All Quiet on the Pacific Northwest Front
By Adam Hocking
Special to Pro Football Guru
Free agency in the NFL is always most exciting from the perspective of the teams signing the new players. When players leave their old team, there generally isn’t a huge demand for that story. We all want to know how a departed player will fit with a new team, change their fortunes, and impact the league landscape. For example, the number of stories discussing DeSean Jackson’s significance to the Washington Redskins far surpasses how many consider what his absence means to the Philadelphia Eagles.
A player departure is met with the familiar “cost of doing business” axiom that permeates the NFL. That cost has been exceedingly high for the defending Super Bowl champion Seattle Seahawks this offseason, though nobody seems to have noticed.
Seattle’s best move to date was retaining star defensive end Michael Bennett. Other than that they’ve compiled a list of additions that would excite nobody, though that makes sense given that their roster was already good enough to win a championship. The lack of a big-name signing wouldn’t normally be worrisome except for the fact that Seattle has seen a huge number of their quality players leave for new teams.
Brandon Browner, who didn’t play much at all last season but is still a talented cornerback, left for New England. Browner’s replacement, Walter Thurmond, departed as well for the New York Giants. That’s two significant losses in the secondary alone, a unit that has to be considered Seattle’s greatest strength.
The Seahawks’ defensive line was excellent last year and relied on constantly rotating their considerable depth of quality players to keep everyone fresh and at their best. The rotation took a serious hit as starter and run stuffer extraordinaire Red Bryant was released and subsequently signed with the Jaguars. Bryant will be joined in Jacksonville by fellow defensive end Chris Clemons, a pass rush specialist that played a key role in Seattle’s pressure attack and compiled 38 sacks in four years with the team. Further line depth was depleted when reserve defensive tackle Clinton McDonald took his talents to the Tampa Bay Buccaneers.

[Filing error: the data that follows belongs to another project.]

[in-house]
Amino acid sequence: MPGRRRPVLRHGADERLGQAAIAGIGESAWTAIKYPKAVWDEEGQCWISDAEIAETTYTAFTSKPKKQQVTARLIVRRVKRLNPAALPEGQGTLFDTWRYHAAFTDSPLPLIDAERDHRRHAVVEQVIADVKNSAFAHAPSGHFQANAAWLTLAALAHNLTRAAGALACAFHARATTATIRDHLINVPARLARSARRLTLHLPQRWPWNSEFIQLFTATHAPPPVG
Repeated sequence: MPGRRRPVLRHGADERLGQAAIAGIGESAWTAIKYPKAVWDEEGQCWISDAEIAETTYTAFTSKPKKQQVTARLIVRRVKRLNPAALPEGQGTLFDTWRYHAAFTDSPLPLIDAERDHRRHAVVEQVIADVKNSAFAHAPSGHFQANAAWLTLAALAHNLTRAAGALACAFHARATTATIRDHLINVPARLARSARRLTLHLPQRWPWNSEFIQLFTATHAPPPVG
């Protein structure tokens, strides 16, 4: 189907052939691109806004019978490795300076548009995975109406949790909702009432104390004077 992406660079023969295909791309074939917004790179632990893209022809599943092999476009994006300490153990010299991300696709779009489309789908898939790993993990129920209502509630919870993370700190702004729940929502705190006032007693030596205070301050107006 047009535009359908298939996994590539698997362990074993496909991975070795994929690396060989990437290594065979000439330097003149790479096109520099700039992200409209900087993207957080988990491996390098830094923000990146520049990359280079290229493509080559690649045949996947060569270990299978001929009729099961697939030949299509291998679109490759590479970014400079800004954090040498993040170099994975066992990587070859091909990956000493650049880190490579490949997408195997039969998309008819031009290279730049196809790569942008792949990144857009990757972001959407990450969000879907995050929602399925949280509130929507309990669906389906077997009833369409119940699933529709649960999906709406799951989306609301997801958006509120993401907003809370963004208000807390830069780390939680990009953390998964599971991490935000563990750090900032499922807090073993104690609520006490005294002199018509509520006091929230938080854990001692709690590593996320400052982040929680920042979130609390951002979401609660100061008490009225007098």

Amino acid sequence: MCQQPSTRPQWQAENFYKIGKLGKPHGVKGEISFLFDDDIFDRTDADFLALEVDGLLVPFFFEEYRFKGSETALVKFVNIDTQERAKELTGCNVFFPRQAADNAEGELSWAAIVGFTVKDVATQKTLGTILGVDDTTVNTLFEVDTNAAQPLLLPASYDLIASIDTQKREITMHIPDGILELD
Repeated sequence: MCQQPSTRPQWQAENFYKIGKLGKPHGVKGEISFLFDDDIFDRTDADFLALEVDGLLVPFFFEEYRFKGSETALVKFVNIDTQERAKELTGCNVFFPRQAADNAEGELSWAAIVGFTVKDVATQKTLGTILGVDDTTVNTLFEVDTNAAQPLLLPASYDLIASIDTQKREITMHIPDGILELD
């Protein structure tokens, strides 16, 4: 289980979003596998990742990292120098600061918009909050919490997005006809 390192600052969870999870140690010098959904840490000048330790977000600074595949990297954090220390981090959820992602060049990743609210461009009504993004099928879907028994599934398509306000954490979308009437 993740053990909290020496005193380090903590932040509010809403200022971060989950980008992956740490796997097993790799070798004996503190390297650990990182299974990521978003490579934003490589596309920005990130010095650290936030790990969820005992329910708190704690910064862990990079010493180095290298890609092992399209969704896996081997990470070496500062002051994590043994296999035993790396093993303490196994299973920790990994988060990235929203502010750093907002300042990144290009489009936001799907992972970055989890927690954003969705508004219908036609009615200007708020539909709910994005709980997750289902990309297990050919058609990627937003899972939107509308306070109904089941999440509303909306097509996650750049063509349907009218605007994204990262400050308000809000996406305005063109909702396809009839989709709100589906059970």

All told, the Seattle defense lost five players that started or at least played significant time over the past two seasons. Even the best defense in the league is going to have trouble withstanding this type of talent exodus.
Seattle’s offensive talent doesn’t equal what’s on the defensive side of the ball, thus any loss on offense would be felt more acutely. While the Seahawks didn’t lose as many players on offense, some key contributors headed elsewhere.
Wideout Golden Tate was Seattle’s leading receiver last year, a guy who fit well with their tough-minded and physical attack. Tate is excellent when it comes to running after the catch, but the 64 receptions, 898 yards, and 5 touchdowns he notched last season now reside with the Detroit Lions. Breno Giacomini started at right tackle for Seattle when healthy and he recently signed a contract with the New York Jets.
The Seahawks are a supremely talented team, but they did very little this offseason besides watch much of that talent and depth walk out the door. They still have great players like quarterback Russell Wilson, running back Marshawn Lynch, cornerback Richard Sherman, and free safety Earl Thomas. However, a huge strength for them has been their depth of talent and that took a serious blow this free agency period.
With San Francisco virtually standing pat so far and in possession of eleven draft picks, it’s fair to say that the Seahawks’ arch rival closed the small gap between the two just by standing still.
Division foe St. Louis is a young and improving team that only figures to get better, owners of the second and 13th overall picks in the upcoming May draft.
The Arizona Cardinals were already a 10-win team last year and managed to pry a top level left tackle in Jared Veldheer from Oakland to bolster their offensive line. The Cardinals also added a good cover corner in Antonio Cromartie and blazing fast receiver/return specialist Ted Ginn.
It was a relatively quiet offseason in the NFC West as Arizona, St. Louis, and San Francisco mostly focused on retaining their own players and adding a few key pieces. Seattle probably made the most noise but did so to their detriment by letting numerous quality players exit.
The NFC West can reasonably be considered the toughest division in football. For Seattle this offseason has made things quite a bit tougher. Repeating as a Super Bowl champion is almost unheard of in this day of salary cap restrictions and the Seahawks could eventually face that harsh reality.
Adam Hocking is from Saint Paul, Minnesota where he covers the sporting world on his site: The Day in Sports. You can also check out his podcast by searching “The Day in Sports” on iTunes. Follow him on Twitter at @tdis_humblebrag.